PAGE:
During the expansion of the housing bubble, lenders felt protected because they could repackage risky loans as mortgage-backed securities, which sold briskly to a pious market that believed housing prices could only increase… the education sector has its equivalent: the Student Loan Asset-Backed Security (or, as they’re known in the industry, SLABS)…
But the rapid growth in tuition is mystifying in value terms; no one could argue convincingly the quality of instruction or the market value of a degree has increased ten-fold in the past four decades (though this hasn’t stopped some from trying). So why would universities raise tuition so high so quickly?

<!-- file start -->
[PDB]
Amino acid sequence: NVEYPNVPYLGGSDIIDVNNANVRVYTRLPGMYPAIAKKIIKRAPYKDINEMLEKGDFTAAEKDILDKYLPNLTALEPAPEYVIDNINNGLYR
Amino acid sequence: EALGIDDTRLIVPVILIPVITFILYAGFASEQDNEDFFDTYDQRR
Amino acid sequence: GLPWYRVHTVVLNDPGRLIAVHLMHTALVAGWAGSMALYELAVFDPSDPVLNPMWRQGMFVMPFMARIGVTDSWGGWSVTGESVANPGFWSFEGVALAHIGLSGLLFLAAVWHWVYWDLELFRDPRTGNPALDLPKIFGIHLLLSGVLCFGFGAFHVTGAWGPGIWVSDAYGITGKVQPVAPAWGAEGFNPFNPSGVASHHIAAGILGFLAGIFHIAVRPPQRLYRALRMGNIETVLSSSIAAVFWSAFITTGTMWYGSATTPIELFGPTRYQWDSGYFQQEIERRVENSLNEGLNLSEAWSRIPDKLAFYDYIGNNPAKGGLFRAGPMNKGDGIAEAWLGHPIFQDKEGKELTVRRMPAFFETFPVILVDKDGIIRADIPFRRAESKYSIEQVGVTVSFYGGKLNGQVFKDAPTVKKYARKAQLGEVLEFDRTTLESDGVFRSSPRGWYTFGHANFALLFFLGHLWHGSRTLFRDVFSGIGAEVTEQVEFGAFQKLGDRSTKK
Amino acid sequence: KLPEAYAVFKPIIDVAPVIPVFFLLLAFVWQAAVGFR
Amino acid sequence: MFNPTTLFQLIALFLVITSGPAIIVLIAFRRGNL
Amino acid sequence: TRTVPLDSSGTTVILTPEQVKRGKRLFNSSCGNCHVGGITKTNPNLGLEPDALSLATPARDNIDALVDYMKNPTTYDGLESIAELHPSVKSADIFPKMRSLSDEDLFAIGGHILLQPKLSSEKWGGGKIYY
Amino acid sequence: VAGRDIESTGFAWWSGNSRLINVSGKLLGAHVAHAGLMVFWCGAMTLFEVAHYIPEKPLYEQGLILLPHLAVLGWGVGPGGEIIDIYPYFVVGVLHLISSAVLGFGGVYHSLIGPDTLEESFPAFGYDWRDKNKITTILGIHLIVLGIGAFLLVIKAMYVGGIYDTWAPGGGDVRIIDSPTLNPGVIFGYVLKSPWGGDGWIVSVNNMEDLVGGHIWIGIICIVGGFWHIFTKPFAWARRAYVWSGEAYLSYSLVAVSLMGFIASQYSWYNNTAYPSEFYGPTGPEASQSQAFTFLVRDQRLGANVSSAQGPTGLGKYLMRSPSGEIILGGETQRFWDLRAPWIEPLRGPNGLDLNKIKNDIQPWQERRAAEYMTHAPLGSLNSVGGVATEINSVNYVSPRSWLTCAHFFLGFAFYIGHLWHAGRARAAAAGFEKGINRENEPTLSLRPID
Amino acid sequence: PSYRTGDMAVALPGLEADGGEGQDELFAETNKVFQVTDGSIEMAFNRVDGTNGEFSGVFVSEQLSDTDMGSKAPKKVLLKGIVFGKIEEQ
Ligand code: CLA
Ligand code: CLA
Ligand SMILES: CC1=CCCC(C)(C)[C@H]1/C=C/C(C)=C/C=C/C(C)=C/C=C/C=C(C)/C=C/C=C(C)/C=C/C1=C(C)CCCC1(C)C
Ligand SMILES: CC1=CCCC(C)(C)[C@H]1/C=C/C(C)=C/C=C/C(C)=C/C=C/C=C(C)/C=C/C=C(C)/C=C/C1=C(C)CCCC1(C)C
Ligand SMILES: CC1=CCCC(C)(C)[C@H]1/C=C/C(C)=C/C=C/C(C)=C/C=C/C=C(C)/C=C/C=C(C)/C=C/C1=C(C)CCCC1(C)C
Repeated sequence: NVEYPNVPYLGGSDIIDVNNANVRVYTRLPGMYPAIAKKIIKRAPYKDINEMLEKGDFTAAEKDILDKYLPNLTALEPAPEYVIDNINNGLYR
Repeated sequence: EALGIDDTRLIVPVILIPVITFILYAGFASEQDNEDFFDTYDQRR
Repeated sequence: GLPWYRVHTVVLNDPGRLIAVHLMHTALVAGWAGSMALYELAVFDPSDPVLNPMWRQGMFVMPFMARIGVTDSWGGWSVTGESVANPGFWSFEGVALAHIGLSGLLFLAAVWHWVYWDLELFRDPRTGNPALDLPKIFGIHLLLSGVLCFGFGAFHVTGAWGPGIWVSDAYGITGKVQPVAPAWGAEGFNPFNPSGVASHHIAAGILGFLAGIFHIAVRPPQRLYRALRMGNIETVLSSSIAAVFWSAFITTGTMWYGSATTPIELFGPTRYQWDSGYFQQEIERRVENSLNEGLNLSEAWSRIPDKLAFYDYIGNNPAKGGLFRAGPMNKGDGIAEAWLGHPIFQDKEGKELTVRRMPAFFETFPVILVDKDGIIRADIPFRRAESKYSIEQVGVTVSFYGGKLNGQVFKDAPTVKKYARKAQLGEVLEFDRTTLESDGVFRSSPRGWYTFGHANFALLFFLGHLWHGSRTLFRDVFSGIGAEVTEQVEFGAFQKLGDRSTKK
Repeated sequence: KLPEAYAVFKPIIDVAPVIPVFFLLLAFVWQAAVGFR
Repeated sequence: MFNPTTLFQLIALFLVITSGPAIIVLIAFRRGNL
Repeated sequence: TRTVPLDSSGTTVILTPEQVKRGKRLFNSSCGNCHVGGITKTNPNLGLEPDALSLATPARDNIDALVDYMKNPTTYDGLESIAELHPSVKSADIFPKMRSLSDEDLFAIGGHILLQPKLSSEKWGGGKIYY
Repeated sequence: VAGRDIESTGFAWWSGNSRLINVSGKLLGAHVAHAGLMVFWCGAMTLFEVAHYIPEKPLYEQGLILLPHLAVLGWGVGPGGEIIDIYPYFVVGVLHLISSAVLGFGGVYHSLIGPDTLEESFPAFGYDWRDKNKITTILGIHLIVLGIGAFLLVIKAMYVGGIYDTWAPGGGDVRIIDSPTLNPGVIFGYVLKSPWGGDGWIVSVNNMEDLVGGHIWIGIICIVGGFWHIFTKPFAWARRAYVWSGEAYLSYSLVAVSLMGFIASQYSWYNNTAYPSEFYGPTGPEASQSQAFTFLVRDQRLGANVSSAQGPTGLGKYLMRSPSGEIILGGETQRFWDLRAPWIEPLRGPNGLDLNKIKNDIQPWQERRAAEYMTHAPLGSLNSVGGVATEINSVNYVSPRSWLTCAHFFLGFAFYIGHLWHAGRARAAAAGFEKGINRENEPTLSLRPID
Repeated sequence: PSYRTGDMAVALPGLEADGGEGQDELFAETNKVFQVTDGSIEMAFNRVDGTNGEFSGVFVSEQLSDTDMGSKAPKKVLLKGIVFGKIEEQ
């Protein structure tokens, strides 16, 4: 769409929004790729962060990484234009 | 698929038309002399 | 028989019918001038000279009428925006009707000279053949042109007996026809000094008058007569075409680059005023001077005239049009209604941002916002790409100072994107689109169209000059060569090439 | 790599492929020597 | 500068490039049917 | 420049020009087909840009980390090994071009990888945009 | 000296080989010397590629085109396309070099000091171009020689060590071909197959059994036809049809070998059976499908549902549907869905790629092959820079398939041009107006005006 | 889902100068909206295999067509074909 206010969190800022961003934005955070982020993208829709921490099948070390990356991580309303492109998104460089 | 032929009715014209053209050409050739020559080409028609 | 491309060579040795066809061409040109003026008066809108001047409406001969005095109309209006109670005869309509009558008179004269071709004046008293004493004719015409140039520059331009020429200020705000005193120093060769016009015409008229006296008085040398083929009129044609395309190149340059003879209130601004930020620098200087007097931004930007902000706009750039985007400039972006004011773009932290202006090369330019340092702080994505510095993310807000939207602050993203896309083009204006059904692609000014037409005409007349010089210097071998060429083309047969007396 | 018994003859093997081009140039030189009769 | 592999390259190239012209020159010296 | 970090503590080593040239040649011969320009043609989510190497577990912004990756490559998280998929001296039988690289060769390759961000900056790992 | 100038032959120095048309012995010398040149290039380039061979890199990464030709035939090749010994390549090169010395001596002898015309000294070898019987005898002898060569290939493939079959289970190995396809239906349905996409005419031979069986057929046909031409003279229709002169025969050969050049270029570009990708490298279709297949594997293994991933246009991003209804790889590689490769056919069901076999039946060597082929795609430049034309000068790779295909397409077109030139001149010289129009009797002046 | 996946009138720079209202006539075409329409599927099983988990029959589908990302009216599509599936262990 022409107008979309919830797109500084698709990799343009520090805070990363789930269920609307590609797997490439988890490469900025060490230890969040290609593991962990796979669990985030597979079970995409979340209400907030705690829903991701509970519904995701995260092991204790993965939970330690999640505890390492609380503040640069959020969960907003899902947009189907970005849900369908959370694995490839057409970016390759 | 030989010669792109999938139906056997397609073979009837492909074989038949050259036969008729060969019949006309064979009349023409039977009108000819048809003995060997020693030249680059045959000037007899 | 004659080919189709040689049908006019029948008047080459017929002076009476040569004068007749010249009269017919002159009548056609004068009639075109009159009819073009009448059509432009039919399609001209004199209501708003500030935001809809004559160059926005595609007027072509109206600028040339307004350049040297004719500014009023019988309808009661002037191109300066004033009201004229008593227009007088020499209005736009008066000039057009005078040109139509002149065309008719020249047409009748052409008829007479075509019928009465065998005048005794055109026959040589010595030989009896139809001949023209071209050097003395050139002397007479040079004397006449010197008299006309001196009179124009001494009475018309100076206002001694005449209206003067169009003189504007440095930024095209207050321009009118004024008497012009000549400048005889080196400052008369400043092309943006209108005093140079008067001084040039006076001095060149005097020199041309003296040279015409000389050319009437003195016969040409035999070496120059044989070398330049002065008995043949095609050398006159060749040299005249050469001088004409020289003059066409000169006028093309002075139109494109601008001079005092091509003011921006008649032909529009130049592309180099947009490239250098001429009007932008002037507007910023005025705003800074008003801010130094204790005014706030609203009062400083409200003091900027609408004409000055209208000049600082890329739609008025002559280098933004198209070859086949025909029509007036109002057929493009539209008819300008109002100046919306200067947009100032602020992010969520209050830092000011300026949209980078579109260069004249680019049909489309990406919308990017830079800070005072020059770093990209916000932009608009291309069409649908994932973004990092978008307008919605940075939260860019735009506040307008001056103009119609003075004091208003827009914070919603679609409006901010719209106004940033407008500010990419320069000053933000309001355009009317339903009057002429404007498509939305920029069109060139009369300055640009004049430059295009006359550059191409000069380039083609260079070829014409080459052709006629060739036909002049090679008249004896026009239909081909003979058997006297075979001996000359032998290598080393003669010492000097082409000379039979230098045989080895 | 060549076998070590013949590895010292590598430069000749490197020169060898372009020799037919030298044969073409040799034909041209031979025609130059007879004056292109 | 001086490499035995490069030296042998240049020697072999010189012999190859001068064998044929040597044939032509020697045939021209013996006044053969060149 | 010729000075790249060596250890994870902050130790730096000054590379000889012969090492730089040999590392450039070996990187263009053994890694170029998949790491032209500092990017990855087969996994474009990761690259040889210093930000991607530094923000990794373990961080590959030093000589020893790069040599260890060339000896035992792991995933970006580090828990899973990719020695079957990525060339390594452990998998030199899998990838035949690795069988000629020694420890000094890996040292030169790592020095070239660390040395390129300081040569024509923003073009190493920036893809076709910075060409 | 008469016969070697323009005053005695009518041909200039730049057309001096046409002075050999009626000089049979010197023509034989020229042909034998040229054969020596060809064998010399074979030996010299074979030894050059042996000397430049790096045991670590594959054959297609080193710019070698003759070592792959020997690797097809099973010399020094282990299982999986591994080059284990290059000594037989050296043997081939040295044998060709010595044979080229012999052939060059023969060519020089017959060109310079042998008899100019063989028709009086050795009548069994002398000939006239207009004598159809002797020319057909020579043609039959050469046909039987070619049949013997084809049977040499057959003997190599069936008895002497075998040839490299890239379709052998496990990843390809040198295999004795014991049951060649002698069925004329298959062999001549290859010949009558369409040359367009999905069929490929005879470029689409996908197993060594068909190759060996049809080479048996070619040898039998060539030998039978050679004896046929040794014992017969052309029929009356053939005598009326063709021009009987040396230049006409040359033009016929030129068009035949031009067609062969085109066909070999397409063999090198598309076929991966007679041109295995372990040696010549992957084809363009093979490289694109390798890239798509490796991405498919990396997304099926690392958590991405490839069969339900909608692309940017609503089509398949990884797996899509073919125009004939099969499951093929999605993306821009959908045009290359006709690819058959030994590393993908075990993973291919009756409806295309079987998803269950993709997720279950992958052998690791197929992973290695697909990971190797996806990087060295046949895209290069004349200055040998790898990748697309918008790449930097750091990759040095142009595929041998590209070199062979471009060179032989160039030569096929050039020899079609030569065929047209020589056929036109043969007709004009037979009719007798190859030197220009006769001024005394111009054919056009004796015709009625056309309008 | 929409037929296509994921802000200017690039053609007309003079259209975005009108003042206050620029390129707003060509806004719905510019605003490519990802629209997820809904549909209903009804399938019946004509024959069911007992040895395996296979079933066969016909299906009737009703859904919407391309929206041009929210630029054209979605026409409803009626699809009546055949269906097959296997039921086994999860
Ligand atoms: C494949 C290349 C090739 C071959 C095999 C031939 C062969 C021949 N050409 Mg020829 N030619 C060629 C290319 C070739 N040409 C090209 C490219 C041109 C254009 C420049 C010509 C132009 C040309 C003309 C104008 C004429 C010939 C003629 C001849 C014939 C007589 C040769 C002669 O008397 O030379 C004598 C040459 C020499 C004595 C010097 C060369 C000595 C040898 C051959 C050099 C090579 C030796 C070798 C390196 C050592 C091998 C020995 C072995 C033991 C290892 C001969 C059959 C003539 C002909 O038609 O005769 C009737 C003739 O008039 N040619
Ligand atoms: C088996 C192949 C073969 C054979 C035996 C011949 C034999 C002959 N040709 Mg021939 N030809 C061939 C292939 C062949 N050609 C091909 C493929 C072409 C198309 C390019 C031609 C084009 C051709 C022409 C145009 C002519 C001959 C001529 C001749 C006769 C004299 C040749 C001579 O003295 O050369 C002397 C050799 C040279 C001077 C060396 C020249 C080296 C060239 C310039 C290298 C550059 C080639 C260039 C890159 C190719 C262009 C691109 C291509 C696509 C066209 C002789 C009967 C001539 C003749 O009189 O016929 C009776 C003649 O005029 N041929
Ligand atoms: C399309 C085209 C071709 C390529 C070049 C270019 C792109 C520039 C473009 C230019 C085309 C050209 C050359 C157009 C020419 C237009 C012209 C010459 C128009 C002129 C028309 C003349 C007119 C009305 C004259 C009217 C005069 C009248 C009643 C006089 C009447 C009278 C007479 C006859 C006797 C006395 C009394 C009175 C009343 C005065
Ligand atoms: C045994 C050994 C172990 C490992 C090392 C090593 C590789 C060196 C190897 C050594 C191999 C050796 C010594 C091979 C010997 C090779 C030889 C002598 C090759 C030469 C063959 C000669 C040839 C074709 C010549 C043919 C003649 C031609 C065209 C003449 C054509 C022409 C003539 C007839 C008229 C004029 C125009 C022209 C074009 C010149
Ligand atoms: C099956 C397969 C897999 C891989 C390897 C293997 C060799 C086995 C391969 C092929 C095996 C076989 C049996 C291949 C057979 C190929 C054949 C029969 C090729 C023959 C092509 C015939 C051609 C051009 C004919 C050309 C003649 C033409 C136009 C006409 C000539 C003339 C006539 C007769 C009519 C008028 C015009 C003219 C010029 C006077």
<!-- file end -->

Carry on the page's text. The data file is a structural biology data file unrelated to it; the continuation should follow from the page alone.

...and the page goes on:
Or, the Higher Education bubble. Something from April I just discovered now. From N+1: Bad Education.
More on why tuition costs have risen.
Indeed, emerging neuroimaging-based evidence indicates that adolescence may also be a special time for learning from social experiences and this hints at the opening and closing of periods of increased sensitivity to environmental influence (Nelson and Guyer, in press). For example, while most other regions of the brain are influenced by atypical adversity in early in life, the prefrontal cortex appears more vulnerable to such experiences when they occur during adolescence (Andersen et al., 2008).
Middle school is when people learn social skills: the neuroscientific explanation and its implications for education policy interventions.